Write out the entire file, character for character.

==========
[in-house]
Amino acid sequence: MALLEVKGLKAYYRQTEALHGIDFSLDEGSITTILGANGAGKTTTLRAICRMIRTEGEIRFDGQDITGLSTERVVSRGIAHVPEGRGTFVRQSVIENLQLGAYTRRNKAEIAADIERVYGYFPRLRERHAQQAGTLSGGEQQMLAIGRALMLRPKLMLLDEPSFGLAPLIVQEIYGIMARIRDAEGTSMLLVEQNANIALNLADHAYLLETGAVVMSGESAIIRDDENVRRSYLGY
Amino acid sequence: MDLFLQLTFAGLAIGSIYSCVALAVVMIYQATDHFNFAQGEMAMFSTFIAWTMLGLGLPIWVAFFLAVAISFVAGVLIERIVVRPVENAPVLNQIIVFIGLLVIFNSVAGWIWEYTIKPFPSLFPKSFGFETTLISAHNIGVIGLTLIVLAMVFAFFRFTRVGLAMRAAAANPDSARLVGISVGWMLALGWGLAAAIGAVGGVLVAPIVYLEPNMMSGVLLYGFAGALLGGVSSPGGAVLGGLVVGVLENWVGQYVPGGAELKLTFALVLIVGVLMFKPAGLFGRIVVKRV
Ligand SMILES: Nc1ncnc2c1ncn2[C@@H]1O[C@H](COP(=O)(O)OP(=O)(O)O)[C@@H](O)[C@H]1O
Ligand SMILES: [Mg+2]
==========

[in-house]
Amino acid sequence: MALLEVKGLKAYYRQTEALHGIDFSLDEGSITTILGANGAGKTTTLRAICRMIRTEGEIRFDGQDITGLSTERVVSRGIAHVPEGRGTFVRQSVIENLQLGAYTRRNKAEIAADIERVYGYFPRLRERHAQQAGTLSGGEQQMLAIGRALMLRPKLMLLDEPSFGLAPLIVQEIYGIMARIRDAEGTSMLLVEQNANIALNLADHAYLLETGAVVMSGESAIIRDDENVRRSYLGY
Amino acid sequence: MDLFLQLTFAGLAIGSIYSCVALAVVMIYQATDHFNFAQGEMAMFSTFIAWTMLGLGLPIWVAFFLAVAISFVAGVLIERIVVRPVENAPVLNQIIVFIGLLVIFNSVAGWIWEYTIKPFPSLFPKSFGFETTLISAHNIGVIGLTLIVLAMVFAFFRFTRVGLAMRAAAANPDSARLVGISVGWMLALGWGLAAAIGAVGGVLVAPIVYLEPNMMSGVLLYGFAGALLGGVSSPGGAVLGGLVVGVLENWVGQYVPGGAELKLTFALVLIVGVLMFKPAGLFGRIVVKRV
Ligand SMILES: Nc1ncnc2c1ncn2[C@@H]1O[C@H](COP(=O)(O)OP(=O)(O)O)[C@@H](O)[C@H]1O
Ligand SMILES: [Mg+2]